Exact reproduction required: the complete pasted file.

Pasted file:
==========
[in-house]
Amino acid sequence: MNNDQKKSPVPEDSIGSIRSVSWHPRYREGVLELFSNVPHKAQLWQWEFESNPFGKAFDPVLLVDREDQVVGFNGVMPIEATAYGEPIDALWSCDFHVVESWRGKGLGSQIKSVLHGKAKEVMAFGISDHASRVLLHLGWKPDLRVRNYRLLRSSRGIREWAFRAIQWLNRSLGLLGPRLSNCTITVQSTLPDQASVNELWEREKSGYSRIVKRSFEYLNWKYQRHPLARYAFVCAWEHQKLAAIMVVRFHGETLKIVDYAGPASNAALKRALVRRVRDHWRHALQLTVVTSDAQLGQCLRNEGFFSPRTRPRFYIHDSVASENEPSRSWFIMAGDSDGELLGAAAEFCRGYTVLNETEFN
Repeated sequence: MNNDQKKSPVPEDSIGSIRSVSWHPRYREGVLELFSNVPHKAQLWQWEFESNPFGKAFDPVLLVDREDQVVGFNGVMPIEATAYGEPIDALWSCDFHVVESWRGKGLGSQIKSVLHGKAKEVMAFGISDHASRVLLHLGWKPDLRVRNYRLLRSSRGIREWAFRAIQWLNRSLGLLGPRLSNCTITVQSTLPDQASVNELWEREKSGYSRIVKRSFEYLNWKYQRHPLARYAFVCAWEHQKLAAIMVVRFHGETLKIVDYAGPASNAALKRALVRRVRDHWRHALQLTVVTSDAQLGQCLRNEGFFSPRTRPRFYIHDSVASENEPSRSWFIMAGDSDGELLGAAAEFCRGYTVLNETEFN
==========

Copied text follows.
[in-house]
Amino acid sequence: MNNDQKKSPVPEDSIGSIRSVSWHPRYREGVLELFSNVPHKAQLWQWEFESNPFGKAFDPVLLVDREDQVVGFNGVMPIEATAYGEPIDALWSCDFHVVESWRGKGLGSQIKSVLHGKAKEVMAFGISDHASRVLLHLGWKPDLRVRNYRLLRSSRGIREWAFRAIQWLNRSLGLLGPRLSNCTITVQSTLPDQASVNELWEREKSGYSRIVKRSFEYLNWKYQRHPLARYAFVCAWEHQKLAAIMVVRFHGETLKIVDYAGPASNAALKRALVRRVRDHWRHALQLTVVTSDAQLGQCLRNEGFFSPRTRPRFYIHDSVASENEPSRSWFIMAGDSDGELLGAAAEFCRGYTVLNETEFN
Repeated sequence: MNNDQKKSPVPEDSIGSIRSVSWHPRYREGVLELFSNVPHKAQLWQWEFESNPFGKAFDPVLLVDREDQVVGFNGVMPIEATAYGEPIDALWSCDFHVVESWRGKGLGSQIKSVLHGKAKEVMAFGISDHASRVLLHLGWKPDLRVRNYRLLRSSRGIREWAFRAIQWLNRSLGLLGPRLSNCTITVQSTLPDQASVNELWEREKSGYSRIVKRSFEYLNWKYQRHPLARYAFVCAWEHQKLAAIMVVRFHGETLKIVDYAGPASNAALKRALVRRVRDHWRHALQLTVVTSDAQLGQCLRNEGFFSPRTRPRFYIHDSVASENEPSRSWFIMAGDSDGELLGAAAEFCRGYTVLNETEFN